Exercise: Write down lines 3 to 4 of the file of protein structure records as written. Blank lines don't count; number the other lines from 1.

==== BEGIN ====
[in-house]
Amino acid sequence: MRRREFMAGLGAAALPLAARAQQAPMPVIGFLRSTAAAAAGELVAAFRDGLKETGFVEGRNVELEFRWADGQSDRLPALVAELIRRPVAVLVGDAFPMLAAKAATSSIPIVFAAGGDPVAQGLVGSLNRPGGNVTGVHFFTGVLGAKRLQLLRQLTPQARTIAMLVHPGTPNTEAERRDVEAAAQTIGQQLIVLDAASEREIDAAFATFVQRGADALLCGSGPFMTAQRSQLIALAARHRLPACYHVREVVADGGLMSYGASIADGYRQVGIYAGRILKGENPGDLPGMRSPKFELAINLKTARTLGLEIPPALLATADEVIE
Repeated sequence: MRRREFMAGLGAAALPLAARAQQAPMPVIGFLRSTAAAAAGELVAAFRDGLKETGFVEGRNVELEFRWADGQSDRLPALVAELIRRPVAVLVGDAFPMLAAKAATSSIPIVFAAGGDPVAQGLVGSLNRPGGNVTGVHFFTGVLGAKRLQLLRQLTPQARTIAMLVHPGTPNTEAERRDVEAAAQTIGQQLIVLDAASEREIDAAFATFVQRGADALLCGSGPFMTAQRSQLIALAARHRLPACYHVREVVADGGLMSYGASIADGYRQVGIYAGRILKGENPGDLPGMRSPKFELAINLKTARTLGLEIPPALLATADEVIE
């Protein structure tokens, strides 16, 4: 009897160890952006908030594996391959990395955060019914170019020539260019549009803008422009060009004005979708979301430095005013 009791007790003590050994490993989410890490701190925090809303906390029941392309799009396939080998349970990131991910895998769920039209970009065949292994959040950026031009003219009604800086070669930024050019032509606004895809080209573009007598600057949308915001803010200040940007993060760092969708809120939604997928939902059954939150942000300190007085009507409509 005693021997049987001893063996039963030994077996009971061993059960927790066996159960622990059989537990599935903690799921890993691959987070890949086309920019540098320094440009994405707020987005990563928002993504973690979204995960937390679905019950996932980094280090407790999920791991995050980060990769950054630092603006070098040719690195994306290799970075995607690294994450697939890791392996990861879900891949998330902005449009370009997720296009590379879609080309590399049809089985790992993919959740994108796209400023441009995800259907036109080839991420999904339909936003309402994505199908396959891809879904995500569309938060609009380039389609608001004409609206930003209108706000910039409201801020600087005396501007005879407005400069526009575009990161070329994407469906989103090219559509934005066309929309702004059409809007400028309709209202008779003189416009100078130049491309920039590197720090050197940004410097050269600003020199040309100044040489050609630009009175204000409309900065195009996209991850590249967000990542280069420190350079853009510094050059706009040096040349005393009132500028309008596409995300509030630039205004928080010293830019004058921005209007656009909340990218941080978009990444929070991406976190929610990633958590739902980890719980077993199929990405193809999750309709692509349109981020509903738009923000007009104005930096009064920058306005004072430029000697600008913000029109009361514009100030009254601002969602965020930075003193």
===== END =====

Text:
Repeated sequence: MRRREFMAGLGAAALPLAARAQQAPMPVIGFLRSTAAAAAGELVAAFRDGLKETGFVEGRNVELEFRWADGQSDRLPALVAELIRRPVAVLVGDAFPMLAAKAATSSIPIVFAAGGDPVAQGLVGSLNRPGGNVTGVHFFTGVLGAKRLQLLRQLTPQARTIAMLVHPGTPNTEAERRDVEAAAQTIGQQLIVLDAASEREIDAAFATFVQRGADALLCGSGPFMTAQRSQLIALAARHRLPACYHVREVVADGGLMSYGASIADGYRQVGIYAGRILKGENPGDLPGMRSPKFELAINLKTARTLGLEIPPALLATADEVIE
């Protein structure tokens, strides 16, 4: 009897160890952006908030594996391959990395955060019914170019020539260019549009803008422009060009004005979708979301430095005013 009791007790003590050994490993989410890490701190925090809303906390029941392309799009396939080998349970990131991910895998769920039209970009065949292994959040950026031009003219009604800086070669930024050019032509606004895809080209573009007598600057949308915001803010200040940007993060760092969708809120939604997928939902059954939150942000300190007085009507409509 005693021997049987001893063996039963030994077996009971061993059960927790066996159960622990059989537990599935903690799921890993691959987070890949086309920019540098320094440009994405707020987005990563928002993504973690979204995960937390679905019950996932980094280090407790999920791991995050980060990769950054630092603006070098040719690195994306290799970075995607690294994450697939890791392996990861879900891949998330902005449009370009997720296009590379879609080309590399049809089985790992993919959740994108796209400023441009995800259907036109080839991420999904339909936003309402994505199908396959891809879904995500569309938060609009380039389609608001004409609206930003209108706000910039409201801020600087005396501007005879407005400069526009575009990161070329994407469906989103090219559509934005066309929309702004059409809007400028309709209202008779003189416009100078130049491309920039590197720090050197940004410097050269600003020199040309100044040489050609630009009175204000409309900065195009996209991850590249967000990542280069420190350079853009510094050059706009040096040349005393009132500028309008596409995300509030630039205004928080010293830019004058921005209007656009909340990218941080978009990444929070991406976190929610990633958590739902980890719980077993199929990405193809999750309709692509349109981020509903738009923000007009104005930096009064920058306005004072430029000697600008913000029109009361514009100030009254601002969602965020930075003193």